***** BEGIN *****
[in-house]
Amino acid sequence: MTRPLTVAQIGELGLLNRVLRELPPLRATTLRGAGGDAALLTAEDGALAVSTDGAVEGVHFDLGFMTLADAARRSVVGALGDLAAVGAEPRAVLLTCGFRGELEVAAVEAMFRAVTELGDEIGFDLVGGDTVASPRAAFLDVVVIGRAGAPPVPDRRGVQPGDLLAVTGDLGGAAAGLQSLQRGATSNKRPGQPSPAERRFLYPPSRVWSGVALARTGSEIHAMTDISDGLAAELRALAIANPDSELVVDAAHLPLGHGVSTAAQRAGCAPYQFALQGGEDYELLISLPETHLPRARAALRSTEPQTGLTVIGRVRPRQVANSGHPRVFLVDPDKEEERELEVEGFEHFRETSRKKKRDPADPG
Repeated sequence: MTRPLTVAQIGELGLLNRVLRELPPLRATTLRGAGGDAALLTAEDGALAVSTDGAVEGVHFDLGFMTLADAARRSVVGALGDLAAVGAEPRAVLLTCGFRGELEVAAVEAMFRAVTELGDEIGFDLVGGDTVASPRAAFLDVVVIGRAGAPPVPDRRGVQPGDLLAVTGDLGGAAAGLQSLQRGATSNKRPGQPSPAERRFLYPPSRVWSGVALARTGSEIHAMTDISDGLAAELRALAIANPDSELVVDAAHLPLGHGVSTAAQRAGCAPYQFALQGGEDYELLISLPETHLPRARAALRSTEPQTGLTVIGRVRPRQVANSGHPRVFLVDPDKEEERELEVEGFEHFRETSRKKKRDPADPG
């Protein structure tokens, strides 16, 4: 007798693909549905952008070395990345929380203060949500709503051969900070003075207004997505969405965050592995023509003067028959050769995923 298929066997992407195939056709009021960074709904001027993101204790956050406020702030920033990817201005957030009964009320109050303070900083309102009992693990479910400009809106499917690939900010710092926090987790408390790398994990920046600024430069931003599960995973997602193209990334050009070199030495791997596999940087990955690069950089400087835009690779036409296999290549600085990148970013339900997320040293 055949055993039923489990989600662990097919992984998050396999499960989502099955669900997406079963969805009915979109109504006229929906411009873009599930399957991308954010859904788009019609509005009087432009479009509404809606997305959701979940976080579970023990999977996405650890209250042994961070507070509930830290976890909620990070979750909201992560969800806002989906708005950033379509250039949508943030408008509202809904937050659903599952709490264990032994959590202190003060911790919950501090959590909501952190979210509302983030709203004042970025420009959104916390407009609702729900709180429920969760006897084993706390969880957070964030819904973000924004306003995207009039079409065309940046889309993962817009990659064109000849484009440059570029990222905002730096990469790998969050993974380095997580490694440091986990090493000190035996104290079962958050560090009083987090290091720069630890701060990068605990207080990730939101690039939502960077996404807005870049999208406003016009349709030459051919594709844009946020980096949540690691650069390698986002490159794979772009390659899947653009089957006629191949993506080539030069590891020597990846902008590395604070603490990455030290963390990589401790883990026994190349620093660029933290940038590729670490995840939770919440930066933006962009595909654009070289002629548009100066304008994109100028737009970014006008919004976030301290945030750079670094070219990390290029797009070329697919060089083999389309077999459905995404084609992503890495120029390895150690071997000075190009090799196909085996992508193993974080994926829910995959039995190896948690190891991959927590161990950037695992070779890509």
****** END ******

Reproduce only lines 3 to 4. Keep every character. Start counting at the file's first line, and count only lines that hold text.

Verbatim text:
Repeated sequence: MTRPLTVAQIGELGLLNRVLRELPPLRATTLRGAGGDAALLTAEDGALAVSTDGAVEGVHFDLGFMTLADAARRSVVGALGDLAAVGAEPRAVLLTCGFRGELEVAAVEAMFRAVTELGDEIGFDLVGGDTVASPRAAFLDVVVIGRAGAPPVPDRRGVQPGDLLAVTGDLGGAAAGLQSLQRGATSNKRPGQPSPAERRFLYPPSRVWSGVALARTGSEIHAMTDISDGLAAELRALAIANPDSELVVDAAHLPLGHGVSTAAQRAGCAPYQFALQGGEDYELLISLPETHLPRARAALRSTEPQTGLTVIGRVRPRQVANSGHPRVFLVDPDKEEERELEVEGFEHFRETSRKKKRDPADPG
């Protein structure tokens, strides 16, 4: 007798693909549905952008070395990345929380203060949500709503051969900070003075207004997505969405965050592995023509003067028959050769995923 298929066997992407195939056709009021960074709904001027993101204790956050406020702030920033990817201005957030009964009320109050303070900083309102009992693990479910400009809106499917690939900010710092926090987790408390790398994990920046600024430069931003599960995973997602193209990334050009070199030495791997596999940087990955690069950089400087835009690779036409296999290549600085990148970013339900997320040293 055949055993039923489990989600662990097919992984998050396999499960989502099955669900997406079963969805009915979109109504006229929906411009873009599930399957991308954010859904788009019609509005009087432009479009509404809606997305959701979940976080579970023990999977996405650890209250042994961070507070509930830290976890909620990070979750909201992560969800806002989906708005950033379509250039949508943030408008509202809904937050659903599952709490264990032994959590202190003060911790919950501090959590909501952190979210509302983030709203004042970025420009959104916390407009609702729900709180429920969760006897084993706390969880957070964030819904973000924004306003995207009039079409065309940046889309993962817009990659064109000849484009440059570029990222905002730096990469790998969050993974380095997580490694440091986990090493000190035996104290079962958050560090009083987090290091720069630890701060990068605990207080990730939101690039939502960077996404807005870049999208406003016009349709030459051919594709844009946020980096949540690691650069390698986002490159794979772009390659899947653009089957006629191949993506080539030069590891020597990846902008590395604070603490990455030290963390990589401790883990026994190349620093660029933290940038590729670490995840939770919440930066933006962009595909654009070289002629548009100066304008994109100028737009970014006008919004976030301290945030750079670094070219990390290029797009070329697919060089083999389309077999459905995404084609992503890495120029390895150690071997000075190009090799196909085996992508193993974080994926829910995959039995190896948690190891991959927590161990950037695992070779890509």